Zombie-ish boules

Players are often puzzled about what to do when confronted with the following situation.

Boule A crosses the dead-ball line and comes to rest a few centimeters beyond the dead-ball line. Perhaps boule A just rolled to a stop, or perhaps it was stopped by some object such as a sideboard.

Boule B rolls toward the dead-ball line. It is clearly on course to go out-of-bounds, but by chance it hits boule A and stops. The resulting situation is shown in the diagram (below).

The question is — Is boule B dead?

The answer is — No.

zombie-ish_petanque_boule

Elsewhere I have blogged about “zombie boules” —

A zombie boule is a boule that is knocked out of bounds, hits something, rebounds back onto the terrain, and moves or deflects still-living balls (boules or jack). That is, it is a boule that has died and then come back to life to attack the living.

In the kind of situation we’re discussing here, we are dealing with a boule that is not a zombie, but is sort of zombie-ish. Boule A is a boule that has died, and stayed dead, but still succeeds in messing with the living.

What’s puzzling is that players find zombie-ish boules puzzling. After all, for boules still alive in the game, a dead boule (such as boule A) is merely another object on the ground, like a rock or a tree root. A boule (such as boule B) that hits a dead boule and is prevented from crossing the dead-ball line is no different than a boule that hits a rock on the ground and is prevented from crossing the dead-ball line. The boule simply didn’t make it across the line, so it is still alive.

What causes players to be puzzled by zombie-ish boules, I think, is that they conflate zombie-ish boules with boules that are true zombies. They remember that Article 19 says that when a dead boule comes back onto the terrain and messes with live boules, the live boules should be put back in their proper places if possible.{1} And they think— Boule B would be out-of-bounds and dead now, if it hadn’t hit that dead ball, boule A. So: should we put boule B in its proper place, out-of-bounds, and declare it dead?

The answer is NO. “No”, because boule A is not a zombie. It is not on the game terrain. It never came back onto the game terrain. Article 19 does not apply.


Zombie-ish boules can occur in a variety of ways. In one of the ways, everything happens very fast. A player uses boule B to shoot boule A. Boule B hits boule A hard, and then continues to roll forward. Boule A rolls out-of-bounds, with boule B right behind it.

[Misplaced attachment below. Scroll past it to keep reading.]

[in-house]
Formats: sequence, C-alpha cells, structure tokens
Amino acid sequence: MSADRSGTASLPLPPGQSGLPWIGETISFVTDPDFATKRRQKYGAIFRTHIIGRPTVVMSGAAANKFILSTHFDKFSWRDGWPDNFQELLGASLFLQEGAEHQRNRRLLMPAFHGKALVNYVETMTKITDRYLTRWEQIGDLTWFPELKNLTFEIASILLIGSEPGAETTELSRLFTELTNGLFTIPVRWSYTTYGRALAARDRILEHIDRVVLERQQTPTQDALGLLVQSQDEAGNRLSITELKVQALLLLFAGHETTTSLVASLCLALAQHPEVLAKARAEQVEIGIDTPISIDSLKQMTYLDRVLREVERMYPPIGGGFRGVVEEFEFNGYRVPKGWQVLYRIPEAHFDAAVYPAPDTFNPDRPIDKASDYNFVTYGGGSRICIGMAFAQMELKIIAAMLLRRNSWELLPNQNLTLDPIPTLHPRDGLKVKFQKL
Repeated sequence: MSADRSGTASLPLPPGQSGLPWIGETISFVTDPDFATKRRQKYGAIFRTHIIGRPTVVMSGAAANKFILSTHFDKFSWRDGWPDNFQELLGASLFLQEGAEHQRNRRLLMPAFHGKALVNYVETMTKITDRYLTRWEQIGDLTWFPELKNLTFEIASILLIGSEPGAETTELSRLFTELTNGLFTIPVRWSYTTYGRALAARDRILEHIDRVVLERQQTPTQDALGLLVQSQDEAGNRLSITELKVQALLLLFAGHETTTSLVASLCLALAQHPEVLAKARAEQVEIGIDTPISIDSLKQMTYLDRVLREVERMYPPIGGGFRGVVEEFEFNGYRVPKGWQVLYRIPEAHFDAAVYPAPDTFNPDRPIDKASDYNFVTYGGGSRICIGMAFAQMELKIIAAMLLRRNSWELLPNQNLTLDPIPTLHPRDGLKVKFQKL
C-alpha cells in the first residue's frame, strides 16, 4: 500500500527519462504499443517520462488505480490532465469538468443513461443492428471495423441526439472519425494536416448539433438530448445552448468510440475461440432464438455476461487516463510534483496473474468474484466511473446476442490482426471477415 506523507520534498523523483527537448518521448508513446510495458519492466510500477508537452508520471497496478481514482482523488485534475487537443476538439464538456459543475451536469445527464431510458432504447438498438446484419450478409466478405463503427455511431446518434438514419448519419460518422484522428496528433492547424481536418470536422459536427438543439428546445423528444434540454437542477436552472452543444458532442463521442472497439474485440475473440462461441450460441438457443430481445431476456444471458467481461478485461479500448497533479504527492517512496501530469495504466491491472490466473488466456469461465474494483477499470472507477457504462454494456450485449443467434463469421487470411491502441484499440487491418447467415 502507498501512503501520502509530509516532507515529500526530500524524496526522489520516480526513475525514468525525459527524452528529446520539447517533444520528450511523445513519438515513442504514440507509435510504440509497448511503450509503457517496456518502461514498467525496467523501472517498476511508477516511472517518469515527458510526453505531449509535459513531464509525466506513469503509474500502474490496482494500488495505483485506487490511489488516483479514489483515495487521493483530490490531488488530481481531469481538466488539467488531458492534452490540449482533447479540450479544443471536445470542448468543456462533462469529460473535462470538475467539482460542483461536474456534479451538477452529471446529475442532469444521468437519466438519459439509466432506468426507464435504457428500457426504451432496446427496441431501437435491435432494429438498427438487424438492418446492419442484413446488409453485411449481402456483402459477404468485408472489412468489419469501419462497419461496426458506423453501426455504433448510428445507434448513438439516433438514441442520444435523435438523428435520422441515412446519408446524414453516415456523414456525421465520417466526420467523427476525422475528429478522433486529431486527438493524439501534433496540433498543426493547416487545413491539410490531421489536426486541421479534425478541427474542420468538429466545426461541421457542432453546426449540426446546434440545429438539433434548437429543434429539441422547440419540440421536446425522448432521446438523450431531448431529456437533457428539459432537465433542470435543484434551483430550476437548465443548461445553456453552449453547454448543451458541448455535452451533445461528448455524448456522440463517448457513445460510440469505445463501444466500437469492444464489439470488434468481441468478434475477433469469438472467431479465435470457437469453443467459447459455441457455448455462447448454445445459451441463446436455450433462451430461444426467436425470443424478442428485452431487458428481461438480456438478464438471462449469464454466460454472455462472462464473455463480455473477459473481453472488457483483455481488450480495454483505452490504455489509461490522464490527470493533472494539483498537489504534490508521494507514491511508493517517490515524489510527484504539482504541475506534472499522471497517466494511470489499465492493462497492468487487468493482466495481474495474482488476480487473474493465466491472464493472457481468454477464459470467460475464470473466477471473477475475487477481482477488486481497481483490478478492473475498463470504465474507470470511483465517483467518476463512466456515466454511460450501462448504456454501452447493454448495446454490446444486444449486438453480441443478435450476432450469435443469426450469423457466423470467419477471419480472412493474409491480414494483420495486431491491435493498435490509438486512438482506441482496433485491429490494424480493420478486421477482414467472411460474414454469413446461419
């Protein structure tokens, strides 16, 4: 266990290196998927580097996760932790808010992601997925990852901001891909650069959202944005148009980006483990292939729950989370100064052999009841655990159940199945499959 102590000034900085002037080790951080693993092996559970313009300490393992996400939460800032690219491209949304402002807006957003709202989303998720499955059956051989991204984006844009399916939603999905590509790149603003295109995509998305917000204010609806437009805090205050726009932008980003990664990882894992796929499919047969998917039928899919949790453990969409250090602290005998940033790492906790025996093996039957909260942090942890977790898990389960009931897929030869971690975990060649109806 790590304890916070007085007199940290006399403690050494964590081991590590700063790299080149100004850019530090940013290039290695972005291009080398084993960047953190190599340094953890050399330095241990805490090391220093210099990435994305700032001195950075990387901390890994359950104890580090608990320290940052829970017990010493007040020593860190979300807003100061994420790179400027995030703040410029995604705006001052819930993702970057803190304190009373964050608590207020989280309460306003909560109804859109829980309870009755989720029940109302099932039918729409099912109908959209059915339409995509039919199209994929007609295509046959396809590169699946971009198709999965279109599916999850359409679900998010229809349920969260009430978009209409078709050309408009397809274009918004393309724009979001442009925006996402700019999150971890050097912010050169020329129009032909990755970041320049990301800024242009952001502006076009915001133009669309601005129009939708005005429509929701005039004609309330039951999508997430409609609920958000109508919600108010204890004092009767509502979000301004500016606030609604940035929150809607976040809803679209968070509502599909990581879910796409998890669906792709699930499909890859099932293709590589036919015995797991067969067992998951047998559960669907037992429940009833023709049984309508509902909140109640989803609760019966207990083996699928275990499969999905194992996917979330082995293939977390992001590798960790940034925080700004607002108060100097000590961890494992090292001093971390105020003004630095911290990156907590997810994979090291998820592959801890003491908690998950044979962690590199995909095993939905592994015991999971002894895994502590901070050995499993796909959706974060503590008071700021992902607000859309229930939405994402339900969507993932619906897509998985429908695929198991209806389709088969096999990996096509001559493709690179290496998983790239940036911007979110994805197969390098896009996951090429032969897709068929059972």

In another kind of situation things happen much more slowly. A boule is played. Things happen on the terrain, and boule A is hit, or goes rolling, out of bounds. Everything on the terrain comes to rest. Then another boule is played. Again, things happen on the terrain. As a result of those things boule B ends up rolling toward, and then being stopped by, boule A.

If A ends up becoming a zombie-ish boule in this second situation, international umpire Mike Pegg has ruled that

The player of boule A and his team is given a warning for not removing the dead boule.

I’m not sure that I agree that the players should be given a warning in such a case. In making this ruling, Mike is implicitly invoking an unwritten rule to the effect that “removing a dead boule from the game” means moving it far enough beyond the dead-ball line that it cannot become a zombie-ish boule. That would be a reasonable rule, to be sure, but in fact there is no such rule on the books. It might be argued that it is one of “the unwritten rules of petanque”, but that is exactly my point— it is unwritten. It is NOT reasonable to penalize players for violating a rule that literally does not exist in the rulebook.

In this connection, Mike has also stated that

anything (boule, bag, etc.) on the terrain and in a position that it would stop a boule or jack from completely crossing the dead ball line should be removed. Which is why you often see umpires moving bags and the like to the other side of the timber surround.

This of course is completely reasonable. But it comes under the heading of pre-game setup of the playing area, not rules of the game.

The moral of this story is that if you’re playing in an umpired game, and one of your boules becomes a zombie-ish boule, your team is at risk of receiving a warning for violating an unwritten rule. Before you play your next boule, kick that zombie-ish boule away from the dead-ball line.


Footnotes
{1} See Article 19 (2016 rules)—

Any boule is dead from the moment that it enters an out-of-bounds area. ... If the boule then comes back onto the game terrain ... it is immediately removed from the game and anything that it displaced after its trip through the out-of-bounds area is put back in its original location provided that those objects had been marked.


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